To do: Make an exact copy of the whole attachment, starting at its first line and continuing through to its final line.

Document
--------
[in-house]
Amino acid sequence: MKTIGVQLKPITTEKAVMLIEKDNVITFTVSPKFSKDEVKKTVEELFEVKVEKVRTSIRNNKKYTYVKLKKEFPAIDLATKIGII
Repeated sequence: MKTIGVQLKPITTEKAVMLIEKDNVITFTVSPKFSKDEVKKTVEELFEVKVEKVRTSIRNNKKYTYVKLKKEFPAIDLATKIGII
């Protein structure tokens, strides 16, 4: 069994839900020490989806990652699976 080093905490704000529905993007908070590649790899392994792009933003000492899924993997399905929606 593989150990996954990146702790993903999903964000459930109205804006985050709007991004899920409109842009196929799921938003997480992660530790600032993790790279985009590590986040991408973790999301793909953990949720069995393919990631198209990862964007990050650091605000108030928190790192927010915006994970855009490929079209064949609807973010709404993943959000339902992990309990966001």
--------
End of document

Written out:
[in-house]
Amino acid sequence: MKTIGVQLKPITTEKAVMLIEKDNVITFTVSPKFSKDEVKKTVEELFEVKVEKVRTSIRNNKKYTYVKLKKEFPAIDLATKIGII
Repeated sequence: MKTIGVQLKPITTEKAVMLIEKDNVITFTVSPKFSKDEVKKTVEELFEVKVEKVRTSIRNNKKYTYVKLKKEFPAIDLATKIGII
């Protein structure tokens, strides 16, 4: 069994839900020490989806990652699976 080093905490704000529905993007908070590649790899392994792009933003000492899924993997399905929606 593989150990996954990146702790993903999903964000459930109205804006985050709007991004899920409109842009196929799921938003997480992660530790600032993790790279985009590590986040991408973790999301793909953990949720069995393919990631198209990862964007990050650091605000108030928190790192927010915006994970855009490929079209064949609807973010709404993943959000339902992990309990966001």